Humpback Whale Calves Already Struggling

Sunday, 10th August 2014
Humpback Whale Calf with scars Humpback Whale with Calf


We set off in perfect weather from the Port of Port Elizabeth on whale watching vessel Orca 2 in the hope of having a good days "whaling". The northern migration of humpback whales is well underway and the odd Southern right whale has been spotted, albeit fleetingly from the shore. After one and a half hours the Raggy Charters crew started getting anxious as nothing had been spotted save for the odd albatross and sunfish. I decided to keep going for another 15 minutes before turning back towards port. I knew the guests would be disappointed. All of a sudden our guide Ellie shouted from the filming platform above the cabin that she had seen two blows off our starboard bow.


Humpback Calf Number 1 with scars Humpback Calf with scars


Orca 2's 300 horse power engines roared to life and we sped off towards the blows. What a surprise we had when we encountered not one humpback cow and calf pair but two! What was really perturbing was how badly scarred the new-born calves were as can be seen in the attached photos. They looked as bad as the entangled juvenile that we assisted in releasing off Maitland's River on the 28th July. There were heavy lacerations on the skin and blubber that revealed the red meat below. It is not known what exactly caused this but the most likely culprit may have been adult males mating with the females and injuring the calves in the process. It also looks like the one received a few bites from cookie cutter sharks and possibly an entanglement in fishing gear. Whatever the cause both these youngsters must have been seriously traumatised and are probably lucky to still be alive. Humpback calves are born between July and October with a peak in August. It is known that cows can fall pregnant again shortly after giving birth. Although some calves are born on the Northern migration and have been observed off Durban, this is the first time in 20 years that I have observed newly born calves off Algoa Bay. Another new occurrence for our wonderful bay!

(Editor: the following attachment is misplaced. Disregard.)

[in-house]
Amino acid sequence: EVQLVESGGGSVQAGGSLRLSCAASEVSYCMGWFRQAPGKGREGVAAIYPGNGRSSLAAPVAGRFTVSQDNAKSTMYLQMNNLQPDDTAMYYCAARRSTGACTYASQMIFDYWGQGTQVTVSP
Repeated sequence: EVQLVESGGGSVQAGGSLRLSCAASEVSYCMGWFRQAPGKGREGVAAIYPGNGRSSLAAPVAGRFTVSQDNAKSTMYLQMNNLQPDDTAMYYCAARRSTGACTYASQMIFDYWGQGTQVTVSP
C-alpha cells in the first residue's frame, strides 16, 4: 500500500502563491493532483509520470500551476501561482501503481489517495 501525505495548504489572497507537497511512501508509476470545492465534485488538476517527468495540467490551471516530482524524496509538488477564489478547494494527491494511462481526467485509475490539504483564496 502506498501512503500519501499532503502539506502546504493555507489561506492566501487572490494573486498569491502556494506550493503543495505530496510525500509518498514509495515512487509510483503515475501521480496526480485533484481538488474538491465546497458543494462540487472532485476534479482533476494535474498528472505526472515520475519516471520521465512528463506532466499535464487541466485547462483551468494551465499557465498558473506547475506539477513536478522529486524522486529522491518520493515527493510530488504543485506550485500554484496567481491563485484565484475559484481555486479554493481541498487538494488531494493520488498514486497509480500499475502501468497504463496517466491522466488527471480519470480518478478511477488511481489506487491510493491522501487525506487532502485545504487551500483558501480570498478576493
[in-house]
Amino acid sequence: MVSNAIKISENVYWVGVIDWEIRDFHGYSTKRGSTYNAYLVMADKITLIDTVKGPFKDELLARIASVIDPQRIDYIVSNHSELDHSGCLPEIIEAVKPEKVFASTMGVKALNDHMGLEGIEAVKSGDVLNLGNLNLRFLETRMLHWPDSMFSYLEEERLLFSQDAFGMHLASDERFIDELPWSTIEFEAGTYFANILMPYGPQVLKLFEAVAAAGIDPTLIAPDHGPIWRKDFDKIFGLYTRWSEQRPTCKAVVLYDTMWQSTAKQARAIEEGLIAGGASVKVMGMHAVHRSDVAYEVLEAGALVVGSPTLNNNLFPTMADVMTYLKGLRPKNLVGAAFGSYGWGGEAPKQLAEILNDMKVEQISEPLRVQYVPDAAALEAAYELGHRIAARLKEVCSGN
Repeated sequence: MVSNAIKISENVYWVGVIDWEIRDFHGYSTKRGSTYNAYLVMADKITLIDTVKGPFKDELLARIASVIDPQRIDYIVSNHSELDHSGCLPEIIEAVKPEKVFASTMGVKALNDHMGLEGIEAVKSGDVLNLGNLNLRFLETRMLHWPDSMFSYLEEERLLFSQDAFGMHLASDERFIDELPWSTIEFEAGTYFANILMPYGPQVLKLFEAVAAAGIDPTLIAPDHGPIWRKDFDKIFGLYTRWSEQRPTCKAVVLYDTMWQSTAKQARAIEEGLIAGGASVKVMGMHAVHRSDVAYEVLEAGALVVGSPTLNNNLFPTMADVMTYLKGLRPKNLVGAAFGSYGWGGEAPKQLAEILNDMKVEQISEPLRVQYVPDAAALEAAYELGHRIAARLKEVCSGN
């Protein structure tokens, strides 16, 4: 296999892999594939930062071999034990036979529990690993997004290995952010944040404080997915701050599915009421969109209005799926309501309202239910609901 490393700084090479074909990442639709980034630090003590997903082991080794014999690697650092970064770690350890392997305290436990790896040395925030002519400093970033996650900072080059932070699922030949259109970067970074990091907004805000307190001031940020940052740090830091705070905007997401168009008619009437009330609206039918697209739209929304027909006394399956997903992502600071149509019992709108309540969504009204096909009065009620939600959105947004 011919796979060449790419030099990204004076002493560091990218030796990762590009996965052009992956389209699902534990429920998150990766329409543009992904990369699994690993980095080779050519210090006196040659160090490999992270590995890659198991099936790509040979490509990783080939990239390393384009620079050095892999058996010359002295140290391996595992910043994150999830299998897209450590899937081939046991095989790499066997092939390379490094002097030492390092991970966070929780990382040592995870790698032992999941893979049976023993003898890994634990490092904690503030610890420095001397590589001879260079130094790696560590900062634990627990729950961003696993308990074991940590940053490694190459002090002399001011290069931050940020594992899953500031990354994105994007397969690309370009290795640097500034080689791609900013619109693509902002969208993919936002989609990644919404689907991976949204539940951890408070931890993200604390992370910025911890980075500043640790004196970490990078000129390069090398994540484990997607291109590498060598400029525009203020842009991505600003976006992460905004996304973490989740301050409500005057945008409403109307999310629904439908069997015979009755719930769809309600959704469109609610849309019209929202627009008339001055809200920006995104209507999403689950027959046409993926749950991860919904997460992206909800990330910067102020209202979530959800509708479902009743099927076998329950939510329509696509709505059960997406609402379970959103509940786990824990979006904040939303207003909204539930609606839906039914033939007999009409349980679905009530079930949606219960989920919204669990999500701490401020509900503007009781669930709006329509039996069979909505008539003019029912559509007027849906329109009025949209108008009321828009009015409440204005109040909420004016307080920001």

Humpback Calf Number 2 breaching Humpback Calf Number 2 with scars


Just to round it off, on our way back we saw about 10 Indo-Pacific humpback dolphins off Pollock beach and two enormous Southern right whales just outside the Port of Port Elizabeth! They have arrived and taken up residence in the bay at last. What an end to an amazing day!"


Lloyd Edwards: Seaview: 9th August 2014

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